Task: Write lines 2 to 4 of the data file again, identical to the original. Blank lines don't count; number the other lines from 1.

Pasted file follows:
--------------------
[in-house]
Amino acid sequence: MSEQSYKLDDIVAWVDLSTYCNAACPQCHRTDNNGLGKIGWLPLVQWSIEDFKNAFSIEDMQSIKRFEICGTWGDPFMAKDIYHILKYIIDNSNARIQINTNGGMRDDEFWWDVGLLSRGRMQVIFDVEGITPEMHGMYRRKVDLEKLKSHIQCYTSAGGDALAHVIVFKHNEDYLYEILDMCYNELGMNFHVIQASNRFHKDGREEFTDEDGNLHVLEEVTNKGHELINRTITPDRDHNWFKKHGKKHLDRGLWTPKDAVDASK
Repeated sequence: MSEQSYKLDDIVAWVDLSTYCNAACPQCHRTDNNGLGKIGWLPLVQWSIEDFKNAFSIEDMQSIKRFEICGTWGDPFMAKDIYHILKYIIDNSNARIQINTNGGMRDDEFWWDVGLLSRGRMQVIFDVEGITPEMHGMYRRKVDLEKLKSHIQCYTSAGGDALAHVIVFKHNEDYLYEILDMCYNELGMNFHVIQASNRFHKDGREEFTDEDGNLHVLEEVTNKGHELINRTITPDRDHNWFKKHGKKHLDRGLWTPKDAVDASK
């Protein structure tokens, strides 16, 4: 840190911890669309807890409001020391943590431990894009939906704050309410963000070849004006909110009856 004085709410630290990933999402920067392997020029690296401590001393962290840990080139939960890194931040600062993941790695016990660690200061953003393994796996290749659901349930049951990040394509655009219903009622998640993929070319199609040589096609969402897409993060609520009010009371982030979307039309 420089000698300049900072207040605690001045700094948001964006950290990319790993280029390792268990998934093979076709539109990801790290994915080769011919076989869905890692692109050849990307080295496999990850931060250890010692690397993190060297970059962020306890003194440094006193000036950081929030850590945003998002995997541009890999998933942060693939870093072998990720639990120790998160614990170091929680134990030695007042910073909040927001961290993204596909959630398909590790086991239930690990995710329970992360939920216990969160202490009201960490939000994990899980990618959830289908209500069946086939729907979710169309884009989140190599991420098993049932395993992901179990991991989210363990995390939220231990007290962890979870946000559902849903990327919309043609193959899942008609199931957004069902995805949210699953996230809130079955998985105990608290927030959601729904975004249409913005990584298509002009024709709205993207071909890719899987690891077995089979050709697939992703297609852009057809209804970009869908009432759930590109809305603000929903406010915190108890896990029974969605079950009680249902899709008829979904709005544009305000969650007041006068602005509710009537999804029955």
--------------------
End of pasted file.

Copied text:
Amino acid sequence: MSEQSYKLDDIVAWVDLSTYCNAACPQCHRTDNNGLGKIGWLPLVQWSIEDFKNAFSIEDMQSIKRFEICGTWGDPFMAKDIYHILKYIIDNSNARIQINTNGGMRDDEFWWDVGLLSRGRMQVIFDVEGITPEMHGMYRRKVDLEKLKSHIQCYTSAGGDALAHVIVFKHNEDYLYEILDMCYNELGMNFHVIQASNRFHKDGREEFTDEDGNLHVLEEVTNKGHELINRTITPDRDHNWFKKHGKKHLDRGLWTPKDAVDASK
Repeated sequence: MSEQSYKLDDIVAWVDLSTYCNAACPQCHRTDNNGLGKIGWLPLVQWSIEDFKNAFSIEDMQSIKRFEICGTWGDPFMAKDIYHILKYIIDNSNARIQINTNGGMRDDEFWWDVGLLSRGRMQVIFDVEGITPEMHGMYRRKVDLEKLKSHIQCYTSAGGDALAHVIVFKHNEDYLYEILDMCYNELGMNFHVIQASNRFHKDGREEFTDEDGNLHVLEEVTNKGHELINRTITPDRDHNWFKKHGKKHLDRGLWTPKDAVDASK
């Protein structure tokens, strides 16, 4: 840190911890669309807890409001020391943590431990894009939906704050309410963000070849004006909110009856 004085709410630290990933999402920067392997020029690296401590001393962290840990080139939960890194931040600062993941790695016990660690200061953003393994796996290749659901349930049951990040394509655009219903009622998640993929070319199609040589096609969402897409993060609520009010009371982030979307039309 420089000698300049900072207040605690001045700094948001964006950290990319790993280029390792268990998934093979076709539109990801790290994915080769011919076989869905890692692109050849990307080295496999990850931060250890010692690397993190060297970059962020306890003194440094006193000036950081929030850590945003998002995997541009890999998933942060693939870093072998990720639990120790998160614990170091929680134990030695007042910073909040927001961290993204596909959630398909590790086991239930690990995710329970992360939920216990969160202490009201960490939000994990899980990618959830289908209500069946086939729907979710169309884009989140190599991420098993049932395993992901179990991991989210363990995390939220231990007290962890979870946000559902849903990327919309043609193959899942008609199931957004069902995805949210699953996230809130079955998985105990608290927030959601729904975004249409913005990584298509002009024709709205993207071909890719899987690891077995089979050709697939992703297609852009057809209804970009869908009432759930590109809305603000929903406010915190108890896990029974969605079950009680249902899709008829979904709005544009305000969650007041006068602005509710009537999804029955």